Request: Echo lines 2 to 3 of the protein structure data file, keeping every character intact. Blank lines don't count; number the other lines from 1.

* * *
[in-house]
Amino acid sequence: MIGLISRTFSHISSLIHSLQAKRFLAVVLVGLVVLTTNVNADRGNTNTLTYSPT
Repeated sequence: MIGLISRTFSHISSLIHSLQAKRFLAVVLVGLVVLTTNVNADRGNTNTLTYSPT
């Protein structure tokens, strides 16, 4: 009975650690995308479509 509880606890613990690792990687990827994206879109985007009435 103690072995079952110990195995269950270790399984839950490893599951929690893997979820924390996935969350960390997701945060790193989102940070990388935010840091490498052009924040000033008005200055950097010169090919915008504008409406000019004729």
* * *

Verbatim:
Amino acid sequence: MIGLISRTFSHISSLIHSLQAKRFLAVVLVGLVVLTTNVNADRGNTNTLTYSPT
Repeated sequence: MIGLISRTFSHISSLIHSLQAKRFLAVVLVGLVVLTTNVNADRGNTNTLTYSPT